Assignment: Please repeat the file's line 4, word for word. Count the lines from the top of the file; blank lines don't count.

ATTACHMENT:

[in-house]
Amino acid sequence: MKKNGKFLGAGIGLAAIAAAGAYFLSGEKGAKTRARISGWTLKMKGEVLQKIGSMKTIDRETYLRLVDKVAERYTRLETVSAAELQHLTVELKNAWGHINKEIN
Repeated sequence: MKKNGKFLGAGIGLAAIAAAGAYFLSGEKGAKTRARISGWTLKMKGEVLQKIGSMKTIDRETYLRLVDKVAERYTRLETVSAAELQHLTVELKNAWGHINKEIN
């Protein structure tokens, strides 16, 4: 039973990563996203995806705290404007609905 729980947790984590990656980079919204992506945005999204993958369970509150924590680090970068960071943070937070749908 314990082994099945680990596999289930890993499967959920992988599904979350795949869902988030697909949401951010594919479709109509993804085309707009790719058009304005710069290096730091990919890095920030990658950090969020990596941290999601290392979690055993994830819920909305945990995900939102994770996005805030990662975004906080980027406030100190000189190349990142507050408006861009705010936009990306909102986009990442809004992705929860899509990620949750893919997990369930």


């Protein structure tokens, strides 16, 4: 039973990563996203995806705290404007609905 729980947790984590990656980079919204992506945005999204993958369970509150924590680090970068960071943070937070749908 314990082994099945680990596999289930890993499967959920992988599904979350795949869902988030697909949401951010594919479709109509993804085309707009790719058009304005710069290096730091990919890095920030990658950090969020990596941290999601290392979690055993994830819920909305945990995900939102994770996005805030990662975004906080980027406030100190000189190349990142507050408006861009705010936009990306909102986009990442809004992705929860899509990620949750893919997990369930």